Knowledge in Port Louis

Port Louis, Mauritius, leapfrogs within the knowledge economy sector through smart cities, education hubs and environments of transparent intermediacy.

Ebene Cybercity, a high-tech office park and smart city located 15 km outside the centre of Port Louis
The island nation of Mauritius has been extensively covered as Africa’s leading knowledge economy, see the recent article in the Domus Future African Cities supplement, Port Louis: headquartering Ideas.
Perhaps this achievement has been greeted with insufficient astonishment because Western models of knowledge economies such as the Emilia Romagna region, Silicon Valley or Seattle are tightly-knit into broader ecosystems of universities; state, military and privatized research; vast industrial demand for innovation; and global markets.


By contrast, Mauritius seems to have leapfrogged these developments and extracted their common essence, which is the ability to identify intellectual property and transact it. In some sense being a microeconomy on an island, off the African coast, has forced a refinement to essentials and an orientation outward towards client networks in India, China, France and the United Kingdom amongst others, whose appetite is to interact with sub-Saharan Africa on all dimensions of intellectual property.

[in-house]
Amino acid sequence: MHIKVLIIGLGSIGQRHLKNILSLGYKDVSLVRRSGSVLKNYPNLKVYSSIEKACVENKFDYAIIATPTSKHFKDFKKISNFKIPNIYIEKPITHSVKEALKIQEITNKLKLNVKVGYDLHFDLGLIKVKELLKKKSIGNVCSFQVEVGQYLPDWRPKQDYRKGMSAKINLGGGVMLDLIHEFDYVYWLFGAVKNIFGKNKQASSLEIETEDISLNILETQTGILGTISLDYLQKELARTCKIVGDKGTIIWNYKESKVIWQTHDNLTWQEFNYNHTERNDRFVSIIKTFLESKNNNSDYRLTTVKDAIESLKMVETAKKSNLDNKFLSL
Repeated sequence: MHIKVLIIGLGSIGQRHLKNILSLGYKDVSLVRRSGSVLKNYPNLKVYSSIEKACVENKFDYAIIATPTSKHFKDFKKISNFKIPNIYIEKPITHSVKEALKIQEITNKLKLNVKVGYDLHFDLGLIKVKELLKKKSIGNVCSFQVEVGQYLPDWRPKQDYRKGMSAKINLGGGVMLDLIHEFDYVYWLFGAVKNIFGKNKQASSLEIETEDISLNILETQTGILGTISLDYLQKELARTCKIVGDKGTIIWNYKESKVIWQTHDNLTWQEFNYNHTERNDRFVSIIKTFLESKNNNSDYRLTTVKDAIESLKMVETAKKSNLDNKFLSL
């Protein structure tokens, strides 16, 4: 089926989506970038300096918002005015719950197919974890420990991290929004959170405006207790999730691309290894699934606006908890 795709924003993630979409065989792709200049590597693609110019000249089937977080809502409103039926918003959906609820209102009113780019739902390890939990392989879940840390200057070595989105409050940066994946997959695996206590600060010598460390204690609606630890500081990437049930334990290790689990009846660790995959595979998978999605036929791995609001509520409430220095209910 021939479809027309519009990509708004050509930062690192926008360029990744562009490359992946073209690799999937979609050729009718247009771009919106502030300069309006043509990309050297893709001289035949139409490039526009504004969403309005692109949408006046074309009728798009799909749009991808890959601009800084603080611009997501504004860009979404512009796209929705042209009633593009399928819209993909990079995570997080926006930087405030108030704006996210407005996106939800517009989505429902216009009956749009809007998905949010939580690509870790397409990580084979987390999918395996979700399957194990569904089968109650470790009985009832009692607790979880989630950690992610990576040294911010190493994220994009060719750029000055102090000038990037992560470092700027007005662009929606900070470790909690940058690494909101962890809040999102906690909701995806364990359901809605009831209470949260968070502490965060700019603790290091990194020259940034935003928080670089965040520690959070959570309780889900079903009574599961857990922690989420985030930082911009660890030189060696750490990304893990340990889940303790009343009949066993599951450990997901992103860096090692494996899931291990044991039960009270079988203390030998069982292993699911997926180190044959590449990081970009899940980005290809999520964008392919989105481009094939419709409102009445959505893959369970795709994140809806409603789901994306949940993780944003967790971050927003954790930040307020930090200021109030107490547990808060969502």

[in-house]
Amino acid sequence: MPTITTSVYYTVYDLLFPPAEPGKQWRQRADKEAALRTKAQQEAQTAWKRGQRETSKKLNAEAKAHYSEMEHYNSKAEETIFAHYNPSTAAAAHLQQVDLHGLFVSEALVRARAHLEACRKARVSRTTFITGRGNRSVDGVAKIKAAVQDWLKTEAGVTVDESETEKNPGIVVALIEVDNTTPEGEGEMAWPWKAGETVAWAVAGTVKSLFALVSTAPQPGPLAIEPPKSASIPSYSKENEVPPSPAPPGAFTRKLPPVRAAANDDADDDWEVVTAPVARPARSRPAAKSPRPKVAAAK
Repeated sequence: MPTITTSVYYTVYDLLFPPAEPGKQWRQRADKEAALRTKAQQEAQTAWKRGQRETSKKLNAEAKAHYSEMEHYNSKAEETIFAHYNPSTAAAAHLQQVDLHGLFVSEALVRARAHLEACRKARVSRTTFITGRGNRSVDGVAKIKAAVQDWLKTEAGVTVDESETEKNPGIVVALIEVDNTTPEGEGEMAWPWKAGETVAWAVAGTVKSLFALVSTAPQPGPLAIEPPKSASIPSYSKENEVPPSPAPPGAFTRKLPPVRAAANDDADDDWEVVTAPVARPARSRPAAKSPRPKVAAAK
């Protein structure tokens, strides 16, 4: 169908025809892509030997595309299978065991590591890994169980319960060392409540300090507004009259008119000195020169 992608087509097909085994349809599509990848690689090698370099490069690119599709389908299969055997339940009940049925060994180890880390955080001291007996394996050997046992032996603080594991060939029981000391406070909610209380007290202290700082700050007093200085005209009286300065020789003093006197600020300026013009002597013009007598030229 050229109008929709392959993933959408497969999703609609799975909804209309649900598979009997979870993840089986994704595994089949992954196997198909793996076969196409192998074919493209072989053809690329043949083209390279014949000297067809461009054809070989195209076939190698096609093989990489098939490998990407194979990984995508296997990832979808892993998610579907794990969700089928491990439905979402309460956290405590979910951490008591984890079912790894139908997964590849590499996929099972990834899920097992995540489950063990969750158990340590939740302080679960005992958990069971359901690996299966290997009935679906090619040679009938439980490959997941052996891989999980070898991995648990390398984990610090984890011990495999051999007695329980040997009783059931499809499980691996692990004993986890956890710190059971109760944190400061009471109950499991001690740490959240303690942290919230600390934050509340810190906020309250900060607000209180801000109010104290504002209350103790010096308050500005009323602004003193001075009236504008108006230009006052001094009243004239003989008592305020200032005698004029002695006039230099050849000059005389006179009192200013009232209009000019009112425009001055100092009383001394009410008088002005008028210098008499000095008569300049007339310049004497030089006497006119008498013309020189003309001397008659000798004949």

The effect of this clever positioning within a node, part global part regional, has been to turn the harbour capital city of Port Louis into the progenitor of a number of edge cities niched in advanced services sectors, financialization, I.P. packaging and export, characteristic of knowledge economy brokerage rather than knowledge economy generation. Once more a pioneering African city has understood the reliability and robustness of cooperative networks beyond its own state and territorial control and has sufficient confidence in these to establish its future as their mediator.
Perhaps a style is emerging for African cities and the kinds of economies and markets they host in which territorial control is far less important than the ability to attract and disseminate people and expertise, and with them key relationships. Hence the impression given by cities such as Port Louis, but also by Kigali and Lagos, of pursuing new opportunities without demanding undue assurance: there is a confidence that once a city facilitates an opportunity, appropriate takers will arise to make full use of it. In this sense Africa’s cities seem to be advancing towards new ventures as supply rather than demand-driven.
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